Georeactor Blog

RSS Feed

Update on Burmese calendar support

Tags: proseunicodehistory

Fearing that the Sark emoji project is less than helpful, I revisited my project to add the traditional Burmese calendar support to the Unicode / ICU library. With a couple of days reserved for this task during funemployment, this got closer to reality.


After checking the current date, leap months and new years around the 2015 anomaly, and my birthday, the next step will be to validate older decades. This eventually gets into the concept of eras: kings, British colonization, and modern independence, and into the perils of record-keeping.

A history of previous calendar calculators

In 1848, Reverend Lyman Stilson wrote a Burmese-language book Stilson's Arithmetic with tables for traditional calendars and measurements. He returned to the US in 1852, and died in Jefferson, Iowa in 1886.
His daughter served as the superintendent of county schools.
During World War II, the Jefferson Bee found a local angle through Stilson, writing that he "lived at both Maulmain and Rangoon, two places that have been in the theater of war".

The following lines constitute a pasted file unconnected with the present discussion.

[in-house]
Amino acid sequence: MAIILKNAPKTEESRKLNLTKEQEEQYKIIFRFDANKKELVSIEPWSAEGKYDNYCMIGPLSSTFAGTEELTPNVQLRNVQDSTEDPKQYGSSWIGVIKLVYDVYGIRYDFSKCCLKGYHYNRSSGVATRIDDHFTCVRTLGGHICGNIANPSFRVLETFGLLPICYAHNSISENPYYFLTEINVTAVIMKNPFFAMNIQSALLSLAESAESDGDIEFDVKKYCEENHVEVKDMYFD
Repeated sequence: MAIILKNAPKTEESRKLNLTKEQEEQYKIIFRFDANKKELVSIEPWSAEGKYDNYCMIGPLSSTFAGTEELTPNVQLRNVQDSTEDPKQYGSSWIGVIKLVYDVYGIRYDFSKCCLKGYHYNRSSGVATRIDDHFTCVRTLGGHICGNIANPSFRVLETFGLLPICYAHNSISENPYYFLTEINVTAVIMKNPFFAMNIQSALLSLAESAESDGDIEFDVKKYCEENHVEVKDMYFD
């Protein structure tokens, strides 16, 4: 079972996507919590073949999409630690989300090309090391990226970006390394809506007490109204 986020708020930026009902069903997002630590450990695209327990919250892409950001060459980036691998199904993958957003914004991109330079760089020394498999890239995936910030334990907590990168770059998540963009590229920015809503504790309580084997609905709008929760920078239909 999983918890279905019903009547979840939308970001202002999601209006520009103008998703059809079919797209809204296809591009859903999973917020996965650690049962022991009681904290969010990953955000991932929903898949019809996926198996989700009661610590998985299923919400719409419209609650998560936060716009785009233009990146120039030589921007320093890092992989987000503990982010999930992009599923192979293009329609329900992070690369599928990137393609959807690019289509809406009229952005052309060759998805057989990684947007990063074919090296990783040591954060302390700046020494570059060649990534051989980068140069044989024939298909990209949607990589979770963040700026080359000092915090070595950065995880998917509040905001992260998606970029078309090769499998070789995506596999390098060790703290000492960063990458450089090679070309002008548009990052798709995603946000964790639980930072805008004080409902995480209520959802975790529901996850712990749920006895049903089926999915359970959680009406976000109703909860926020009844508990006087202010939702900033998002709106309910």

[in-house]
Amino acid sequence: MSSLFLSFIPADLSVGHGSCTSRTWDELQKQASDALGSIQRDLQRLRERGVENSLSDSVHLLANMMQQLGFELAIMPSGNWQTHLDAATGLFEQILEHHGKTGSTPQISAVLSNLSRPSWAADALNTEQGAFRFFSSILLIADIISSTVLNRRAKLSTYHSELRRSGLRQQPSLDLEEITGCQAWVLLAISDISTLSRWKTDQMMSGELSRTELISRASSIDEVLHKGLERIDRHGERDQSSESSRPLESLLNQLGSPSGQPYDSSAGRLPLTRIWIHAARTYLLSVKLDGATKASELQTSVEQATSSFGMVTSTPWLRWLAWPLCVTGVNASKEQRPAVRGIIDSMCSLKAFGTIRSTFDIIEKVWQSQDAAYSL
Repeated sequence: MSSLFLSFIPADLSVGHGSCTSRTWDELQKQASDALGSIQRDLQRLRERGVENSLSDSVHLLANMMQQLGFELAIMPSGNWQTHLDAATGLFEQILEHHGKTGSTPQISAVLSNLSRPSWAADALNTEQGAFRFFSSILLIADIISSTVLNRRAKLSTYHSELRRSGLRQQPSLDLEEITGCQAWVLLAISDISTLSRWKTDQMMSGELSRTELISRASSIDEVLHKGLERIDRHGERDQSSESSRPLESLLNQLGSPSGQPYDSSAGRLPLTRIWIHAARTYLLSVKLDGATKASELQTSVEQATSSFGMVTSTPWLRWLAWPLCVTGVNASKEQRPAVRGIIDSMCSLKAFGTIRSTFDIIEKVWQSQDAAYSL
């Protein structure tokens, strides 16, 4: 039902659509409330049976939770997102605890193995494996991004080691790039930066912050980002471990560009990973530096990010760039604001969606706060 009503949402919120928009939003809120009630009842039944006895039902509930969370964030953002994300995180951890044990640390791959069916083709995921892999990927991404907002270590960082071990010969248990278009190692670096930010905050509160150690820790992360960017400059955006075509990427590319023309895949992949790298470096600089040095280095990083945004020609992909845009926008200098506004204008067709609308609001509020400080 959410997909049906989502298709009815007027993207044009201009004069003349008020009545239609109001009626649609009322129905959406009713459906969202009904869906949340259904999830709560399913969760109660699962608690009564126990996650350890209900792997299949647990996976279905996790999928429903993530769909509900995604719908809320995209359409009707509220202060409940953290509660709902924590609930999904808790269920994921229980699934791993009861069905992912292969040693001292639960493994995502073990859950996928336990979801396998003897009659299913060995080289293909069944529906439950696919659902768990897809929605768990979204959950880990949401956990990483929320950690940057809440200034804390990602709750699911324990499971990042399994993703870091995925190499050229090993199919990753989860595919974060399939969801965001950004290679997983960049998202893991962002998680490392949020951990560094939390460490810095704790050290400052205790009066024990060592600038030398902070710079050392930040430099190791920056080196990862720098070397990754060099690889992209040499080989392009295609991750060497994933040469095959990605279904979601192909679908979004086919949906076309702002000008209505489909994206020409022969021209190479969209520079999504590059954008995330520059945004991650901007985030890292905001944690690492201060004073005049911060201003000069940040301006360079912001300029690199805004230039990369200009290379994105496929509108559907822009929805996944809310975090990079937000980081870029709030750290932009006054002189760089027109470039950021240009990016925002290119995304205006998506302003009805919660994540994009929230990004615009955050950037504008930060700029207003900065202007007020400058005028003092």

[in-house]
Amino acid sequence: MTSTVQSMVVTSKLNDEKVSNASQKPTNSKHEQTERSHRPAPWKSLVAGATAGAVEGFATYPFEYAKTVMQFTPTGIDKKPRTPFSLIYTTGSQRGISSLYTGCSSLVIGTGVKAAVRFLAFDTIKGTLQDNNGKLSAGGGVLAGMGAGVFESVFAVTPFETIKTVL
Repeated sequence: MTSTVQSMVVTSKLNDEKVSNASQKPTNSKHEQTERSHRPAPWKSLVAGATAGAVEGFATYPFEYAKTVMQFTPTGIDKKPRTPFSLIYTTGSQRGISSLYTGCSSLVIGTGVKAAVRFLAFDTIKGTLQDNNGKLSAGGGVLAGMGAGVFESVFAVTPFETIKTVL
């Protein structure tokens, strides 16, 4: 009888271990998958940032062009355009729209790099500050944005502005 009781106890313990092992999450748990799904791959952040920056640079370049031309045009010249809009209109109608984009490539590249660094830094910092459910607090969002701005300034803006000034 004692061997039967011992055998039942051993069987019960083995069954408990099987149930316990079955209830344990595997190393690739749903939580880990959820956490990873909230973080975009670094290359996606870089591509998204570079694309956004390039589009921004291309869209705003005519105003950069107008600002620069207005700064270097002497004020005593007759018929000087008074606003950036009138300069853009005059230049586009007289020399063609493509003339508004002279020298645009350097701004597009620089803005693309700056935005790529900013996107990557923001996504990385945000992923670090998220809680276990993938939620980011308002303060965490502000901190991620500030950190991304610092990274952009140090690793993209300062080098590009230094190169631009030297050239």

Big watat / leap days did not follow the schedule that Stilson had predicted. Between 1901 and 1910, a judge in colonial Burma (Sir Alfred Macdonald Bulteel Irwin, often A. M. B. Irwin) updated Stilson's work with The Burmese Calendar, The Burmese & Arakanese Calendars, and The elements of the Burmese Calendar from A.D. 638 to 1752. (These are public domain on Google Books and, do not purchase copies or "leather-bound" prints).

Sir Irwin names a few Burmese sources, who I should also credit here:

Sir Irwin reached the Chief Court of Burma before retiring to Ailesbury Road, Dublin. He died in 1921.
The National Library of Ireland adds some detail. His son, also named Alfred, served in World War I. During the Irish War of Independence, Sir Irwin wrote to his daughter and son-in-law (Howel Evans Price, Anglican Archdeacon of Yangon) that "six men with revolvers came in and searched whole house for Alfred".


Irwin's books contain specific dates (January 1st, 1900 = 2nd of Pyatho, 1261 ME), a table for every Burmese New Year from 1739–1910, and future projections to 2000 (if that era had continued). This can help me fill the gap to the earliest date in the Android app MmYearX (~1910 AD).

Remaining issues: